The current mortgage financing system is bad policy, argues AEI’s Ed Pinto. A more straightforward and progressive plan, like a first-time homebuyer tax credit, is a better approach.
News and Commentary
Mercatus’s Scott Sumner is out with a useful piece going over the tools of the Federal Reserve and monetary policy. He explains how some regulatory actions aimed at increasing liquidity can affect the Fed’s monetary operations.
Diego Zuluaga recently gave a speech to the New York League of Independent Bankers on the effects of regulation. He relates it to It’s a Wonderful Life and its protagonist, George Bailey, and argues that current regulators have made it impossible for small banks like Bailey’s to survive.
Ben Hunt took to MarketWatch to explain how financialization- which he defines as growing profits without growing productivity- is ruining the US economy. He says that, through accounting mechanisms like stock buybacks, a cycle is created where Wall Street profits, politicians get their support, and ordinary citizens get left out.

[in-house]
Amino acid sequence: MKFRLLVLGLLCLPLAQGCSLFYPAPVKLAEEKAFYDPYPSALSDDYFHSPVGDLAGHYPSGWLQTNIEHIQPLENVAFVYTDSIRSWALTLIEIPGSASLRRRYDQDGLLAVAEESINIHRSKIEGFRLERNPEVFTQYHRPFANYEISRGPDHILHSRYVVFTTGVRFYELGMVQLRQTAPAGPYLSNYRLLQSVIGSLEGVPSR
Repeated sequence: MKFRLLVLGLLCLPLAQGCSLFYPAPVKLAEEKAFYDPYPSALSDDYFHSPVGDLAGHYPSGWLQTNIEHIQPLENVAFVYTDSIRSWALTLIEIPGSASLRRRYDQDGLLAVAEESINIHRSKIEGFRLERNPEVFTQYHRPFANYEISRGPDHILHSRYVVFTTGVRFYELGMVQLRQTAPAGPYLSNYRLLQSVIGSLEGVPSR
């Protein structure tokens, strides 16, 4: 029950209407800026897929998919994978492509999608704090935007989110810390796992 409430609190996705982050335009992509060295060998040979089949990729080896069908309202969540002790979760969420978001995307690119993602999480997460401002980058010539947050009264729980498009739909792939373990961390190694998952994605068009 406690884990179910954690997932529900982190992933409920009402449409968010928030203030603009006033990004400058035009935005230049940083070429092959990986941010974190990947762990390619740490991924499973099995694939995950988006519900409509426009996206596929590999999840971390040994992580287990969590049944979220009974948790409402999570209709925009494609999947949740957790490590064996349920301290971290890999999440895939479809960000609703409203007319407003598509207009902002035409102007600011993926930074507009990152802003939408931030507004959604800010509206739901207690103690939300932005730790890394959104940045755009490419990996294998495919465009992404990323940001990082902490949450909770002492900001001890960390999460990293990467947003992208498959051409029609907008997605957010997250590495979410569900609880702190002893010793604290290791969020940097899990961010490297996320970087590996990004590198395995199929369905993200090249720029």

A new NBER paper looks at the relationship between asset bubbles and systemic risk. The authors use banking-data to show that banks see their risk increase both during a bubble’s buildup and following its burst.
Two recent studies have been authored that support Lubos Pastor and Robert F. Stambaugh’s 2003 paper on lquidity risk premiums. Pastor and Stambaugh gave some thoughts on the two studies.